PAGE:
The modern business world is faced by the challenge of ever-expanding data volumes. While mountains of information are normally associated with analytics trends such as big data, the amount of digital content in general is rapidly expanding. According to IDC's predictions for 2012, the total amount of digitally stored content will reach 2.7 zettabytes (2.7 billion terabytes) by the end of the year. This represents a 48 percent increase from 2011, and total volume is expected to reach 8 ZB by 2015.
IDC's projections signal a growing data migration to mobile and cloud solutions, with third-party technologies expected to drive 20 percent of IT spending in the coming years. Particularly in emerging markets, mobile devices will play a significant role in the lives of technology professionals.
"As the number of intelligent communicating devices on the network will outnumber 'traditional computing' devices by almost two to one, the way people think about interacting with each other, and with devices on the network, will change," an IDC report stated.
Preparing for the data shift
There are numerous data security questions that must be answered as companies grapple with these trends. Decision makers must be careful in the planning stages to ensure technology partners follow security best practices. Even then, migrating data to the cloud represents a significant risk because the business loses control over the protections used to guard its information, but will still be held responsible if the vendor's system is breached - or when a negligent insider compromises cloud-stored data. Particularly in the era of big data, with information itself a valuable asset, businesses would be wise to keep some control over their data security postures.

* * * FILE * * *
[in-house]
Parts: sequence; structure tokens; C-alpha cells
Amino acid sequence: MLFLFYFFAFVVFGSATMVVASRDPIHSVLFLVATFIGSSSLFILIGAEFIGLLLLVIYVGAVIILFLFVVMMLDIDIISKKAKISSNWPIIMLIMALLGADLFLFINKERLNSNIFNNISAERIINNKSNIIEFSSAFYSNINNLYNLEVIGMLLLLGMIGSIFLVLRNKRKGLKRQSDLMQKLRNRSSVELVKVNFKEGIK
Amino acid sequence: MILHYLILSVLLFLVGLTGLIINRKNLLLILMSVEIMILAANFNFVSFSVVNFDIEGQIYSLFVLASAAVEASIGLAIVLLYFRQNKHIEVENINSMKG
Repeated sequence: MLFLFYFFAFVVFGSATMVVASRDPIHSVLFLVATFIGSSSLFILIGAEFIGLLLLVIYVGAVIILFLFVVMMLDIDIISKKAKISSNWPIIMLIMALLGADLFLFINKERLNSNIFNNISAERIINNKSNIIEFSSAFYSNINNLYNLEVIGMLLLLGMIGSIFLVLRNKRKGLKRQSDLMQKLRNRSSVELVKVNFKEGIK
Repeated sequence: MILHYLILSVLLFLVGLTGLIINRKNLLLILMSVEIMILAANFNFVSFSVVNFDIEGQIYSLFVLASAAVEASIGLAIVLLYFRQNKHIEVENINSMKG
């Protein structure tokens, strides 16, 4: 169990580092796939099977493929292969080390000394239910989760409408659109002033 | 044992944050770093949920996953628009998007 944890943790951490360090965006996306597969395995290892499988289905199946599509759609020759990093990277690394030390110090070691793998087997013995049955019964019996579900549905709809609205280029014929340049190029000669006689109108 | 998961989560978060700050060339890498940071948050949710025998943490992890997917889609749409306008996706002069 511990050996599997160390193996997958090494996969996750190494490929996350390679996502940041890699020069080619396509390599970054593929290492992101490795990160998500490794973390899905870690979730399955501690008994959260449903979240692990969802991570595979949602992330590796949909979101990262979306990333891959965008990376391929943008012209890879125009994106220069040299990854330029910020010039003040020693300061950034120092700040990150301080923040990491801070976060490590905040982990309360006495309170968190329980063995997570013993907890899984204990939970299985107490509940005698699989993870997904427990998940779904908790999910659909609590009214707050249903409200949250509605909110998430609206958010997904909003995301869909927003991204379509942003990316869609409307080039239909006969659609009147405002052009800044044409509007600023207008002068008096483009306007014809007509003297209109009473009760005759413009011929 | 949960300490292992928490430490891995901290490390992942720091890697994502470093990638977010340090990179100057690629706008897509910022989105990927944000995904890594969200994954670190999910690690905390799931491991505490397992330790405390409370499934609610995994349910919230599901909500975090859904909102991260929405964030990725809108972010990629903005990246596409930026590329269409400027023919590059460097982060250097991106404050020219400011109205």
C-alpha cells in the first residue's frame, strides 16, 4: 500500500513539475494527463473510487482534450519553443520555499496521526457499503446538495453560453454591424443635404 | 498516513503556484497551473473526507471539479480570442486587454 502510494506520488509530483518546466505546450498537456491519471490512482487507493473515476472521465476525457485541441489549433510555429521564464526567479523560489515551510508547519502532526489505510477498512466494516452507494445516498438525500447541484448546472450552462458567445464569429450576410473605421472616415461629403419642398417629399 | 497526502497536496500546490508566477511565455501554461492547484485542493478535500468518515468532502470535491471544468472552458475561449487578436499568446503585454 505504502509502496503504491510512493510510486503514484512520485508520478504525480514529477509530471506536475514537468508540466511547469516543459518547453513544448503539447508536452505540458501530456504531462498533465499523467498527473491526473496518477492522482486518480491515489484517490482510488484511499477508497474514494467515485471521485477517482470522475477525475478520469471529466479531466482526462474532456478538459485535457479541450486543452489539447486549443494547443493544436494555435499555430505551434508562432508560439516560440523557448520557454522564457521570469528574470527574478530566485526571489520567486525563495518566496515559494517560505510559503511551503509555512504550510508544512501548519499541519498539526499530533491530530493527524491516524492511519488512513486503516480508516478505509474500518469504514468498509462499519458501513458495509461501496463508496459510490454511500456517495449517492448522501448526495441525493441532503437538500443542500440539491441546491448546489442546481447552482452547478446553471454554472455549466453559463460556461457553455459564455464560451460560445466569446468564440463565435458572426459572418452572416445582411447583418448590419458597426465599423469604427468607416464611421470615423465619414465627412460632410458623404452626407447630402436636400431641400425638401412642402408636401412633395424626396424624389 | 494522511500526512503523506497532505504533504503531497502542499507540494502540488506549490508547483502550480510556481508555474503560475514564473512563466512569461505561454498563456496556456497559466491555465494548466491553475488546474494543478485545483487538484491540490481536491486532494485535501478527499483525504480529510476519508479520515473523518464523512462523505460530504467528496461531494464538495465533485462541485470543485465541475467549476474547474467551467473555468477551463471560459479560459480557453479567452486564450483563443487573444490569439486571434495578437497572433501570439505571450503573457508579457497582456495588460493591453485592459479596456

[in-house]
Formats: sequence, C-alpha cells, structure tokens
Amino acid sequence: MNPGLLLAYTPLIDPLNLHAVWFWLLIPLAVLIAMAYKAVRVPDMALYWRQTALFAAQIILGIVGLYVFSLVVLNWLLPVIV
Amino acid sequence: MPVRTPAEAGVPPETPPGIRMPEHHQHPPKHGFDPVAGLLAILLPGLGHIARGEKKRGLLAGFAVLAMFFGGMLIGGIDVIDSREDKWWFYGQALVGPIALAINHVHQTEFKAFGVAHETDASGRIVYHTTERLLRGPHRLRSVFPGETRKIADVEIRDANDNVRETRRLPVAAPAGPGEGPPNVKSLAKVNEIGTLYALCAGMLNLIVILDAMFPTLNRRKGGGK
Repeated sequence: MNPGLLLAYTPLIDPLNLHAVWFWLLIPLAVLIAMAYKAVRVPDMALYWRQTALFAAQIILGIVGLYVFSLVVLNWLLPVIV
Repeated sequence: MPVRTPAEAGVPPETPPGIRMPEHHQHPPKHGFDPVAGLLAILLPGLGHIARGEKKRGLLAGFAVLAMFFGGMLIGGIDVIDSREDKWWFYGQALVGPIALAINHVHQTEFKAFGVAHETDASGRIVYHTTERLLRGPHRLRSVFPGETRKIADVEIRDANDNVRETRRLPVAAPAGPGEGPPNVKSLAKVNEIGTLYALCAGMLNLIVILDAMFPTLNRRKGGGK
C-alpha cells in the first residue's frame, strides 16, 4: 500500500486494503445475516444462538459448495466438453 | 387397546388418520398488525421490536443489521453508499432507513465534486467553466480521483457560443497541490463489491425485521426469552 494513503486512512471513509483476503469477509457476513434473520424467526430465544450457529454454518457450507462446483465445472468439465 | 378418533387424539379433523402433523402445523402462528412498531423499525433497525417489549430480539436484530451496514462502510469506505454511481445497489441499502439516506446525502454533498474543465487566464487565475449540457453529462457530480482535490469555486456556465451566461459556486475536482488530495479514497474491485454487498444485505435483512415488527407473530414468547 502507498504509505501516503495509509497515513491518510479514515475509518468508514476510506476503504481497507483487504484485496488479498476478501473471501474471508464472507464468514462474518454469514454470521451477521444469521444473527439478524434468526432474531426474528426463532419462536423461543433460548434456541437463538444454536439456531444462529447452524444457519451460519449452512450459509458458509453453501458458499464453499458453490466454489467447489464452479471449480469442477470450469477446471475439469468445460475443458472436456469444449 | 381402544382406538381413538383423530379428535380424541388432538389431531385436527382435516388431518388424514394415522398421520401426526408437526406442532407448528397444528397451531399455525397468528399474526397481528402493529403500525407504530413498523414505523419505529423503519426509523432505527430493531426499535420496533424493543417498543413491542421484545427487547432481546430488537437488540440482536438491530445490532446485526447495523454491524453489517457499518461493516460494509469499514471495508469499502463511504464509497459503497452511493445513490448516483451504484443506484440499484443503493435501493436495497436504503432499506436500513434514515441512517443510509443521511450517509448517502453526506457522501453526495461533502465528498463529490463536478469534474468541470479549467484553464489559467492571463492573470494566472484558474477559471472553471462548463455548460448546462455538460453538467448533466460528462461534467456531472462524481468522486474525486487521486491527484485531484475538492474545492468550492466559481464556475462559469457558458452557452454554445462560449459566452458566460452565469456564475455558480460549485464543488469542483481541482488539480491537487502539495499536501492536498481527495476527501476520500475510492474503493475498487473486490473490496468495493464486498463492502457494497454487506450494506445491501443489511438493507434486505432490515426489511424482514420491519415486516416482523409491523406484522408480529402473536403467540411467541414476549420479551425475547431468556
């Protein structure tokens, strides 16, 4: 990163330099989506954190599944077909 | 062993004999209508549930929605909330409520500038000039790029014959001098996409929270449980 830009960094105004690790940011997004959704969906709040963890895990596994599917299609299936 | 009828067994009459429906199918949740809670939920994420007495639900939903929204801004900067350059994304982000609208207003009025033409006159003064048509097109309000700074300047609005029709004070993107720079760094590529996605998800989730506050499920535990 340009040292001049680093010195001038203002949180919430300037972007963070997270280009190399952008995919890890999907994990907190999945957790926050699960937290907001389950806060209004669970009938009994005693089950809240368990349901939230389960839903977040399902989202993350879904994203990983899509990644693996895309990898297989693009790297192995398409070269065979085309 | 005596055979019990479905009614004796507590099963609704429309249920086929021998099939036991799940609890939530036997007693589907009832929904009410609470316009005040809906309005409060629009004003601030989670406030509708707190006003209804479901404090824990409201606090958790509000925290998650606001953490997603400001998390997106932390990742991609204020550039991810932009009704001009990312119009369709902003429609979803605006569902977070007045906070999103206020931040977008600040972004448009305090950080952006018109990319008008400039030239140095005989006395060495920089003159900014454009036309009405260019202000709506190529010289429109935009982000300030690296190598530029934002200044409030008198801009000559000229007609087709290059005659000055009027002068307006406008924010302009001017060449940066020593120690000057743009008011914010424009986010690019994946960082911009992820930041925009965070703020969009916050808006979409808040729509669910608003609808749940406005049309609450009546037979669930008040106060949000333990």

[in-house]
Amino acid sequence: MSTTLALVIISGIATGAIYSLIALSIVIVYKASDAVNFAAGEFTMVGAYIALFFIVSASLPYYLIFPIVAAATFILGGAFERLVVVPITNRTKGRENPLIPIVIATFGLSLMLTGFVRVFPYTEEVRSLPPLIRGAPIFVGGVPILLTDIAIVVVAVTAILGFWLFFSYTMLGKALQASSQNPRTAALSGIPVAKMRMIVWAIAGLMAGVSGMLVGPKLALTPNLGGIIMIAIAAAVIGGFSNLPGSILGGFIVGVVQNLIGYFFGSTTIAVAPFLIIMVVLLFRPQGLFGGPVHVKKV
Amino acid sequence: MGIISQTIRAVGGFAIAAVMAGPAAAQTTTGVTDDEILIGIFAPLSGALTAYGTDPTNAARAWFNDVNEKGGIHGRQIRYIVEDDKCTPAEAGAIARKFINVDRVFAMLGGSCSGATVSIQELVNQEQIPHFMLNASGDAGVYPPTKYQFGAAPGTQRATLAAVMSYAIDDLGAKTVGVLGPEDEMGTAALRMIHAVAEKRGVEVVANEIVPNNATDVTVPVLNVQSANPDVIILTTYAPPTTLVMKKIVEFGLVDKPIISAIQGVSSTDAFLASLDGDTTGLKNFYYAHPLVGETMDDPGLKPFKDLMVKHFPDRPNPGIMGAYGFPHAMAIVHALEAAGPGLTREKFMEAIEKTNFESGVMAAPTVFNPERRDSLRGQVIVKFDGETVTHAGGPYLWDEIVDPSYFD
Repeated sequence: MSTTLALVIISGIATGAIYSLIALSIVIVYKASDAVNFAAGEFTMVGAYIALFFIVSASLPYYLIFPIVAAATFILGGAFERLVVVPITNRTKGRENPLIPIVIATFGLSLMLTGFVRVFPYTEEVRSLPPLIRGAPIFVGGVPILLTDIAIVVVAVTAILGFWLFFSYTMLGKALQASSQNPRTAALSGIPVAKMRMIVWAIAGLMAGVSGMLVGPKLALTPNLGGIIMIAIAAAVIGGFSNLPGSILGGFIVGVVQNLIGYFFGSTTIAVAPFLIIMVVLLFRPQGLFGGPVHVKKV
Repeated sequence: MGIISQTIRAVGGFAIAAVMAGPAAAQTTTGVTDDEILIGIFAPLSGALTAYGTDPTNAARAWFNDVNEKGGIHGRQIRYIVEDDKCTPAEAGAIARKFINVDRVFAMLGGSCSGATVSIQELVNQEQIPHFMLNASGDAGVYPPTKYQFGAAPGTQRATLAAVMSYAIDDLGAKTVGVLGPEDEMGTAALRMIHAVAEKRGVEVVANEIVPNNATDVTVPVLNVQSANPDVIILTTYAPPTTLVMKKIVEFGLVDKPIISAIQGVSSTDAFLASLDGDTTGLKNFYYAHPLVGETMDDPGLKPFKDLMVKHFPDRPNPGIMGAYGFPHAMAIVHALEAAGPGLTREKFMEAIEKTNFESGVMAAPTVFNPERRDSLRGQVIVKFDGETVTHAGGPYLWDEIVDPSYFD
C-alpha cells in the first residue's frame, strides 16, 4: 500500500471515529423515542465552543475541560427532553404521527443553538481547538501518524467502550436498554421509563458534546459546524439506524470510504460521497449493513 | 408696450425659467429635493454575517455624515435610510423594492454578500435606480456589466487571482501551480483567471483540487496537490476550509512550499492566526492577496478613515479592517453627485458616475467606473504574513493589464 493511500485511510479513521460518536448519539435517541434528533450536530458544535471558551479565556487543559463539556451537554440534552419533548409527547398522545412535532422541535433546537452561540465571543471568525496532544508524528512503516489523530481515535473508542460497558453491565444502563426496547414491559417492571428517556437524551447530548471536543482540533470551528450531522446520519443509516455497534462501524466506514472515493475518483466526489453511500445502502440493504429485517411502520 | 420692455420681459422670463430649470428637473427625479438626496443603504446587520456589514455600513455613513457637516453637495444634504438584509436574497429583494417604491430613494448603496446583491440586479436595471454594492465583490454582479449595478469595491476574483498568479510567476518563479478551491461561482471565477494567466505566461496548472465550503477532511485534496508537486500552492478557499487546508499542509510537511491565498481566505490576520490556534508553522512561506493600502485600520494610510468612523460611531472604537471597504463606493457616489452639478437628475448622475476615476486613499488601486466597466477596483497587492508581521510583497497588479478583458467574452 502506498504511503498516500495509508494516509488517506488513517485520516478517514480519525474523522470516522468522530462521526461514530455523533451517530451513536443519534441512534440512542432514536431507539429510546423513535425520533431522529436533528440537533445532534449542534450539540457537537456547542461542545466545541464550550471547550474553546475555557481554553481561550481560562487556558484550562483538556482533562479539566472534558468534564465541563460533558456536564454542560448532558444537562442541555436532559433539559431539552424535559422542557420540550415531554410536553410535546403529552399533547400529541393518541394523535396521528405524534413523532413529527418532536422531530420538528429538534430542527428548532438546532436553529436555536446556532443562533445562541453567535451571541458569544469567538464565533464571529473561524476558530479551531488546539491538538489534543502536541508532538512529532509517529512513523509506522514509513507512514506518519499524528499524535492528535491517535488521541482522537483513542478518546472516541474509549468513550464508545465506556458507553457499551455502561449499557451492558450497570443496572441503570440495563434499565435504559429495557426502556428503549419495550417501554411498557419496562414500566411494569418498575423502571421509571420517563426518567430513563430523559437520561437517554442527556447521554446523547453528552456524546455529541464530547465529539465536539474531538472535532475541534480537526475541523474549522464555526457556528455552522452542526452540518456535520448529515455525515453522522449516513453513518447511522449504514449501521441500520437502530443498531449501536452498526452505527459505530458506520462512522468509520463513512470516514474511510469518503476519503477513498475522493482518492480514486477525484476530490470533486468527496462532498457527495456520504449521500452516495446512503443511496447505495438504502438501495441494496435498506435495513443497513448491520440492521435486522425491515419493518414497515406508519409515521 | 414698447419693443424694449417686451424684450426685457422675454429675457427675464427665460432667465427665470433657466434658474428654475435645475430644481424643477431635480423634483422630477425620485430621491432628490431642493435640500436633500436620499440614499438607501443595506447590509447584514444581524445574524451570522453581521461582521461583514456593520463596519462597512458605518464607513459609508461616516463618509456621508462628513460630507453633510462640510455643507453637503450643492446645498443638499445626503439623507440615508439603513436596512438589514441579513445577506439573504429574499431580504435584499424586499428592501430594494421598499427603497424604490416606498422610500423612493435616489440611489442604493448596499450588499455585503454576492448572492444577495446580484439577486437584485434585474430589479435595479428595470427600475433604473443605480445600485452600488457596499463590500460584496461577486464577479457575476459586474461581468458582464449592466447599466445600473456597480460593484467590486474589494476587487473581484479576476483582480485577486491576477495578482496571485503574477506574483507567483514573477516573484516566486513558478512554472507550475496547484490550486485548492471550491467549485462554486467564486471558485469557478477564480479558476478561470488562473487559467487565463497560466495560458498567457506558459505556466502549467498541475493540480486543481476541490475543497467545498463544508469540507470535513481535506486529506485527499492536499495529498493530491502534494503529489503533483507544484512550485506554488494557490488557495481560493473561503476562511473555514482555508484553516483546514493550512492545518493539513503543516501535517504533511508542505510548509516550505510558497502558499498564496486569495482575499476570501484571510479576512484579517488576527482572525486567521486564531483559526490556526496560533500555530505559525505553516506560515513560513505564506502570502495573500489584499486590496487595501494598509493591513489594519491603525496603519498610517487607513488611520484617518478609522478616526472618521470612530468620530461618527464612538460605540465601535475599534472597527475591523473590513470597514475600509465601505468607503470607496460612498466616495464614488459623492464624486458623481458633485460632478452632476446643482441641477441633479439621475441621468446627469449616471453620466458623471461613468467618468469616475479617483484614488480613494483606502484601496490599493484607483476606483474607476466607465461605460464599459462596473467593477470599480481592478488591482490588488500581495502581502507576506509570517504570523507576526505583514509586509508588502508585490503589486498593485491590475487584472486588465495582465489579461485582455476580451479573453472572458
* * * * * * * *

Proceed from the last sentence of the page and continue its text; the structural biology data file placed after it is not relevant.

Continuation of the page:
Writing for Dark Reading, the CTO of security consulting firm Securosis, Adrian Lane, made note of several security practices that are used in today's technology architecture. Data encryption software is the best solution for protecting files at-rest and archival information. This technology makes critical data unreadable to any third party without the encryption key. Lane noted that it is important to leverage a comprehensive mixture of perimeter-based defenses such as network security and data-centric solutions such as file encryption. This will become increasingly important as big data architectures become more common, since most analytics solutions do not provide data protection functionality by themselves.Information Security in the Era of Big Data - PKWARE Blog